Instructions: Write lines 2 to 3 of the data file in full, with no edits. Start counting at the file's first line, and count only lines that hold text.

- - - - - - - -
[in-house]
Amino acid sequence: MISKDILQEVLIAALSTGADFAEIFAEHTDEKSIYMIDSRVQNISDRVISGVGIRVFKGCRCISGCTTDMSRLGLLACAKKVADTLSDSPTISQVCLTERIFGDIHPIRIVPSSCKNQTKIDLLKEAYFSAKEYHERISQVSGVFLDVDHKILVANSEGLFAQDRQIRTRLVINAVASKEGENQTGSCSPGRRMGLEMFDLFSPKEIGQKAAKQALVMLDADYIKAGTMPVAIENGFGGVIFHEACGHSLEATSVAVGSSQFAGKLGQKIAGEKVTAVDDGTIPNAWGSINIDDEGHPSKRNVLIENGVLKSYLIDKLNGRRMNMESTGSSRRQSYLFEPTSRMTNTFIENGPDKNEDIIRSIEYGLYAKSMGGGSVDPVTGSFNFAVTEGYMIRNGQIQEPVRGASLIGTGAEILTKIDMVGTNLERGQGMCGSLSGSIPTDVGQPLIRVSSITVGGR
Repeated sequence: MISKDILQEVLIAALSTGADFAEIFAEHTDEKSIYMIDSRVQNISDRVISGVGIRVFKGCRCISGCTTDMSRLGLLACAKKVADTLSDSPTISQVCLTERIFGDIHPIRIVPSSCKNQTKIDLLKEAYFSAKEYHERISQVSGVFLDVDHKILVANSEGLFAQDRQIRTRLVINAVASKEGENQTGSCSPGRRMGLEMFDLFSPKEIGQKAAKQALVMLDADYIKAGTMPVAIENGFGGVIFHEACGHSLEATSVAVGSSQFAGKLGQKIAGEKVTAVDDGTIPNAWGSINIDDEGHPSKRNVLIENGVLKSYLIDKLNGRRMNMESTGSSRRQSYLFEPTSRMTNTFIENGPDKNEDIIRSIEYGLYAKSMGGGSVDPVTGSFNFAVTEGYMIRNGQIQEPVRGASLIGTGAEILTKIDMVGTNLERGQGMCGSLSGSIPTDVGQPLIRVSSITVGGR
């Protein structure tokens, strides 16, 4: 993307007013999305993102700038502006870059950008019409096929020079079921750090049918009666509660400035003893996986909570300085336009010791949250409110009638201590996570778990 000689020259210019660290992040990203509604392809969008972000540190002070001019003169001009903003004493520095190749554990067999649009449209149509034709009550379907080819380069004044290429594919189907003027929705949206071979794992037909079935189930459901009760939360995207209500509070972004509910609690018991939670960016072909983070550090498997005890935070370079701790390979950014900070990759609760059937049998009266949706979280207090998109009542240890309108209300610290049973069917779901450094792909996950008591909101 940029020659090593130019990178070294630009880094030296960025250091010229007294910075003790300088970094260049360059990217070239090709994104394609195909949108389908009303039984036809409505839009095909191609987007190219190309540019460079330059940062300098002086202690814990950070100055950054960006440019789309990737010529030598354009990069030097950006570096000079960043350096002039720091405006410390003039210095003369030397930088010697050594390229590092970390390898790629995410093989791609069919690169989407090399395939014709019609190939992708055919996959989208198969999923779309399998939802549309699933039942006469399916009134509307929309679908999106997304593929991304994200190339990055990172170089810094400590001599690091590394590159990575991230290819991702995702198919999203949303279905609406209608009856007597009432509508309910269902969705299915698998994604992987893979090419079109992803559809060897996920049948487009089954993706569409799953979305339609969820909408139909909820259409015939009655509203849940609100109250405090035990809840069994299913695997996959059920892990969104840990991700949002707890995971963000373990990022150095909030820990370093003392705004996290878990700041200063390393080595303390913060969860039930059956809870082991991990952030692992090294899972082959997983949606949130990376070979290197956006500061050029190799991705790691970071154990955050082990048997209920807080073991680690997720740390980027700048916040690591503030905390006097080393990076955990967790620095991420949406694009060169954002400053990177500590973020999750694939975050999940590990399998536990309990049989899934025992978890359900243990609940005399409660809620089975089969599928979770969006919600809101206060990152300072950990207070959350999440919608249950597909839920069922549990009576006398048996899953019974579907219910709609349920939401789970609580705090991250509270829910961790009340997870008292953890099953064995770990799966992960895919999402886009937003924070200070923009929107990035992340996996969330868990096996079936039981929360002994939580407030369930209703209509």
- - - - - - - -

Amino acid sequence: MISKDILQEVLIAALSTGADFAEIFAEHTDEKSIYMIDSRVQNISDRVISGVGIRVFKGCRCISGCTTDMSRLGLLACAKKVADTLSDSPTISQVCLTERIFGDIHPIRIVPSSCKNQTKIDLLKEAYFSAKEYHERISQVSGVFLDVDHKILVANSEGLFAQDRQIRTRLVINAVASKEGENQTGSCSPGRRMGLEMFDLFSPKEIGQKAAKQALVMLDADYIKAGTMPVAIENGFGGVIFHEACGHSLEATSVAVGSSQFAGKLGQKIAGEKVTAVDDGTIPNAWGSINIDDEGHPSKRNVLIENGVLKSYLIDKLNGRRMNMESTGSSRRQSYLFEPTSRMTNTFIENGPDKNEDIIRSIEYGLYAKSMGGGSVDPVTGSFNFAVTEGYMIRNGQIQEPVRGASLIGTGAEILTKIDMVGTNLERGQGMCGSLSGSIPTDVGQPLIRVSSITVGGR
Repeated sequence: MISKDILQEVLIAALSTGADFAEIFAEHTDEKSIYMIDSRVQNISDRVISGVGIRVFKGCRCISGCTTDMSRLGLLACAKKVADTLSDSPTISQVCLTERIFGDIHPIRIVPSSCKNQTKIDLLKEAYFSAKEYHERISQVSGVFLDVDHKILVANSEGLFAQDRQIRTRLVINAVASKEGENQTGSCSPGRRMGLEMFDLFSPKEIGQKAAKQALVMLDADYIKAGTMPVAIENGFGGVIFHEACGHSLEATSVAVGSSQFAGKLGQKIAGEKVTAVDDGTIPNAWGSINIDDEGHPSKRNVLIENGVLKSYLIDKLNGRRMNMESTGSSRRQSYLFEPTSRMTNTFIENGPDKNEDIIRSIEYGLYAKSMGGGSVDPVTGSFNFAVTEGYMIRNGQIQEPVRGASLIGTGAEILTKIDMVGTNLERGQGMCGSLSGSIPTDVGQPLIRVSSITVGGR